Oh and if anyone is wondering, TW10 beats the hell out of WSR golf.  For serious players or casual players either one, TW10 is superior.  WSR keeps the same ridiculous "swing too hard and you randomly hook/slice" BS that Wii Sports had already.  >:(  Dumbest design ever, still.  And the putting... well it's just shitty compared to TW10.  The putting in TW10 is just so amazing, if you play enough you can stop looking at the power meter even.  But WSR golf never has that precision feel to it.

As for disc golf, it's a much closer match.  WSR disc golf might be a bit more challenging.  It's hard to tell how much of it is the limited aiming and difficulty telling how far away from hazards you are vs. how precise the actual throwing motion is measured.  TW10 has the "can't miss" putter disc, but WSR is much easier to hole out on a par 3.  They're both fun in their own way.

CalibanJuly 31, 2009

Quote from: NinGurl69

It suddenly struck me that it's strange the "resting remote" calibration is technically needed at all.  Games like Kororinpa already play fine and recognize the horizontal plane with the existing tech.  Now I'm not sure what Lotion Puss is trying to zero-in on.

WHATS GOING ON

I think I have a clue, but I'm not skilled at writing my thoughts. It involves the point of calibration to which the gyroscope has been set to reset.
What I can say is that it's possible one of the factors that the Wii remote requires to be off hand is so that its internal temperature can return to what the gyroscope might have been calibrated to. I recall from the "Iwata Asks" feature something about temperature oscillation being a problem with having the gyroscope resetting itself.

NinGurl69 *hugglesJuly 31, 2009

That's interesting find.

My idea was M+ needs to set an elevation datum for itself relative to the sensor bar and the player's sitting/standing position.

CalibanJuly 31, 2009

But it's a gyroscope, so wouldn't elevation mean nothing to it? I mean there are no games that take such advantage, IR is pointless. Unless it uses IR for a soft reset, and upside-down Wii remote for a hard reset.

If it's a soft reset then I gather it creates a vector (point of origin is center of gyro, direction and magnitude is based on IR triangulation) for the gyroscope to compare with an original vector created with values at STP... wow if the WM+ really can read its own temperature and pressure I am more than impressed (I am already impressed with its use of MEMS) that we can use such high tech in such a casual manner.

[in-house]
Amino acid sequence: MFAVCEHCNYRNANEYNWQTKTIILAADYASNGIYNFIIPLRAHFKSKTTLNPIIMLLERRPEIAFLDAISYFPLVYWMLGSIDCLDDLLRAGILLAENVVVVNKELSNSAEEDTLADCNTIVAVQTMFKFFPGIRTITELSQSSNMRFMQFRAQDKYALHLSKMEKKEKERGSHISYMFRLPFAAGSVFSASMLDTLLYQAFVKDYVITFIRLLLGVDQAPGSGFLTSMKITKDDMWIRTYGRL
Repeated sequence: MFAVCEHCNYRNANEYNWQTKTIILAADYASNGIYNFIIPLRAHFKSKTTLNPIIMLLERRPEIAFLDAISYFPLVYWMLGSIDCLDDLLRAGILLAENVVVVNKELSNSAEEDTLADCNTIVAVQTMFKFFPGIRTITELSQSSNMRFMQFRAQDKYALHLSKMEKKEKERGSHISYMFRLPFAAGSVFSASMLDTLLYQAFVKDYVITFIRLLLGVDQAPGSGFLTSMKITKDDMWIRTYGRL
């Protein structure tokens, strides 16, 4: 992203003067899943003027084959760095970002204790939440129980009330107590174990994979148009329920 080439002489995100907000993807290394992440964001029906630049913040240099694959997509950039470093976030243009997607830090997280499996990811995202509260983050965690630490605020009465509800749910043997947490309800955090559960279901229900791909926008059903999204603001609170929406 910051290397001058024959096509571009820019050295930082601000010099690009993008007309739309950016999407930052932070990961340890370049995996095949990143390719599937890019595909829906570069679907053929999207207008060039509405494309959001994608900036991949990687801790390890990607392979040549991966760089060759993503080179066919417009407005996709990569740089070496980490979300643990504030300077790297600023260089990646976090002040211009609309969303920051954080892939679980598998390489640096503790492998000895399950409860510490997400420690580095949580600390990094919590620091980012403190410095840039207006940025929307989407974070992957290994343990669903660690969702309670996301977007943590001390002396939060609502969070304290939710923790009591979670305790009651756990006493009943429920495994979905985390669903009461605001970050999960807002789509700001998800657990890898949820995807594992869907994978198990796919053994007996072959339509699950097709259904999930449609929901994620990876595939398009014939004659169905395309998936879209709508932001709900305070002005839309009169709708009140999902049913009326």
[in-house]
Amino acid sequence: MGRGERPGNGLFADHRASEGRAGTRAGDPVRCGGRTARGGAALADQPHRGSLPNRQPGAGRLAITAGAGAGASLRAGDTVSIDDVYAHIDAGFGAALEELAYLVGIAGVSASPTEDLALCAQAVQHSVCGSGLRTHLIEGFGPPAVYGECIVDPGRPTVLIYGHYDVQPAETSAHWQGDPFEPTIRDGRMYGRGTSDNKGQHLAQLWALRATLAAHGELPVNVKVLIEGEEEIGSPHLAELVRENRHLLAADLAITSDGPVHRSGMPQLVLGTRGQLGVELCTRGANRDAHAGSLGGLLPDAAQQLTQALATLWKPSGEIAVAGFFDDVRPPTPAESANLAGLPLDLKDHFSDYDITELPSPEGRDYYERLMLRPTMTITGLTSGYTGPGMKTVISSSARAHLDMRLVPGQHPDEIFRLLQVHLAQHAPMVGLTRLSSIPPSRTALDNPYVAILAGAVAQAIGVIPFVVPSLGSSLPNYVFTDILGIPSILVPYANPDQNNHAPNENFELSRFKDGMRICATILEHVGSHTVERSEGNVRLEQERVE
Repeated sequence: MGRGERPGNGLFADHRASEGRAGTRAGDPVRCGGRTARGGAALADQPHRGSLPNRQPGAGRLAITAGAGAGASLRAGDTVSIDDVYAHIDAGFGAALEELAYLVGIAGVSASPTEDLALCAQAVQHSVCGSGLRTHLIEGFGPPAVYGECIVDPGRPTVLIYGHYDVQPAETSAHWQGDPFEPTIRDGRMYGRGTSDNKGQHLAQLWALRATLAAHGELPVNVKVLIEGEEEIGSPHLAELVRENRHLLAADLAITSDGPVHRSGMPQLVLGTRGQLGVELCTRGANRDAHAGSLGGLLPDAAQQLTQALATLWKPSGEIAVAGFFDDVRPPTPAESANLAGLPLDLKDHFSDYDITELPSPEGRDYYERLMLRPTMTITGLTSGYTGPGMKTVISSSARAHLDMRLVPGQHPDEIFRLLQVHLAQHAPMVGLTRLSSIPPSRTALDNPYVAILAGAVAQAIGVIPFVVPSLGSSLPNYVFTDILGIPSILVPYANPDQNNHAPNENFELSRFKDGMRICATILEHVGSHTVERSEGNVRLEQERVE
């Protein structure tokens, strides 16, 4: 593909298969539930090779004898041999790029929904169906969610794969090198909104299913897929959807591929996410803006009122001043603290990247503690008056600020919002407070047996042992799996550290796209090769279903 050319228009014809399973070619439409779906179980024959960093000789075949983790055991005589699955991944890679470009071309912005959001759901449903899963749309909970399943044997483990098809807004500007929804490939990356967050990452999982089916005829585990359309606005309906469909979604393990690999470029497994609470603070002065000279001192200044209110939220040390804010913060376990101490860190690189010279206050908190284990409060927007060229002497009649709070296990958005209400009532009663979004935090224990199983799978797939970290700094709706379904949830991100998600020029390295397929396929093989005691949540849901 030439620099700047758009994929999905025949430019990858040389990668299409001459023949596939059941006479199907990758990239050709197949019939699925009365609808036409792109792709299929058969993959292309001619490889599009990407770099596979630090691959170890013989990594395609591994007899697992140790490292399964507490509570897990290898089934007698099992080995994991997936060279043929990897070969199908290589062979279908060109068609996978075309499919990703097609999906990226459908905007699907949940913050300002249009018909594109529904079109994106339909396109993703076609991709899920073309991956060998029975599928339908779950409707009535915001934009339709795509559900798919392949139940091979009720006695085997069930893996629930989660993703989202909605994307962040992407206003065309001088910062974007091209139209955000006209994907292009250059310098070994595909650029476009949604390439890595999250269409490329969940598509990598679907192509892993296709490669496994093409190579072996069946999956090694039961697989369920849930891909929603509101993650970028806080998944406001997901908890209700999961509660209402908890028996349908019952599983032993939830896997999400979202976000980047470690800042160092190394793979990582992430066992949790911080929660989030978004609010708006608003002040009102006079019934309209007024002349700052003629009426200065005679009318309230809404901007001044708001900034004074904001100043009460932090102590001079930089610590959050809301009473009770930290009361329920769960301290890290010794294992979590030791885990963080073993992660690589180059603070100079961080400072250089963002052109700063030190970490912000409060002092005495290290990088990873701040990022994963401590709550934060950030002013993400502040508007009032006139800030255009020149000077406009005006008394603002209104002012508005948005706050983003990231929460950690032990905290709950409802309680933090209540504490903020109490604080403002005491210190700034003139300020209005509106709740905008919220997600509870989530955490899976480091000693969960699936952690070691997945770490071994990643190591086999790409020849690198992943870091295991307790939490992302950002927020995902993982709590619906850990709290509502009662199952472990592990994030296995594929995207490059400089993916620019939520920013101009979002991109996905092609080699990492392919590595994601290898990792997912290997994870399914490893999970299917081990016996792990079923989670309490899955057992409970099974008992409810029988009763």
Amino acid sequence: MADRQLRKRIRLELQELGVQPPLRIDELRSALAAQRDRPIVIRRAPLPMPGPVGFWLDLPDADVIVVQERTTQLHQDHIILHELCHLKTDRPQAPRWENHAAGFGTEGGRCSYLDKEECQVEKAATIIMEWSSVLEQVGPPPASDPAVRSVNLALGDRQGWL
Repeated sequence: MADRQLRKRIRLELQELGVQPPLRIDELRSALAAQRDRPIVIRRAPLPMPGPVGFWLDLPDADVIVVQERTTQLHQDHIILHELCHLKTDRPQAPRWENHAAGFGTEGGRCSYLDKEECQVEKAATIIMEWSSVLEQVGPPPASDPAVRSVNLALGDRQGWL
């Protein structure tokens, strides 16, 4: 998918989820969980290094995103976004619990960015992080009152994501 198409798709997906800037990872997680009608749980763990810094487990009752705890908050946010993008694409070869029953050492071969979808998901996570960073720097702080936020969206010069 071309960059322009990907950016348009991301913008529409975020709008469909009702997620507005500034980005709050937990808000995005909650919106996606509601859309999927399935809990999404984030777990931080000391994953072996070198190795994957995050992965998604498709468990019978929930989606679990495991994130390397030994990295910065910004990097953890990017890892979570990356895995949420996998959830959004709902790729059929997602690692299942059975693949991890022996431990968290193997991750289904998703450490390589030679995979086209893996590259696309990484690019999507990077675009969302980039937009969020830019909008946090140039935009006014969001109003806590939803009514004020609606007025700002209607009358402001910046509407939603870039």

For the hard reset I think the gyroscope just shuts itself off, and uses gravity as a means to reach the original vector at STP.

Based on what I've read about Motion+ and the games that use it, recalibration only requires that the unit be completely still for a couple seconds. Nintendo seems to be saying put it face down on a table because that's the simplest, most straightforward way of making that happen.

I played this extensively with some friends of mine over the past few days and we had a great time with it. Within 20 minutes we knew we were going to spend a ton of time with basketball.

ZapAugust 01, 2009

Fair review. This game is 12 flavors of fun. Some of them you'll want to pig out every day on, the others you'll stick in the back of the freezer for another time. For those, the game presents a mind-blowing twist unprecedented in gameplay history: you'll need to play them more.... in order to learn the controls and get better and better. Some are certainly more fun and more addicting than others, and you can't help but wish for more features (like button tricks for wakeboarding, carrying over wins between kendo games, or different dog catch beaches for example) but if you buy this game you will have fun and smile for a long time to come.

Quote from: pap64

One other question, how about Tiger Woods, Virtua Tennis 09 and Grand Slam Tennis? How do they handle the calibration process?

Tiger Woods - very well
GST - poorly

KDR_11kAugust 02, 2009

Quote from: TheYoungerPlumber

BTW, Wario Land: Shake It has achievement equivalents, too. Nintendo isn't against them, but doesn't seem interested in encouraging developers to (over)use them.

Disaster has 100 archievements.

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Wii Sports Resort Box Art

Genre Sports
Developer Nintendo
Players1 - 4
Controllers

Worldwide Releases

na: Wii Sports Resort
Release Jul 26, 2009
PublisherNintendo
RatingEveryone
jpn: Wii Sports Resort
Release Jun 25, 2009
PublisherNintendo
RatingAll Ages
eu: Wii Sports Resort
Release Jul 24, 2009
PublisherNintendo
Rating7+
aus: Wii Sports Resort
Release Jul 23, 2009
PublisherNintendo
RatingGeneral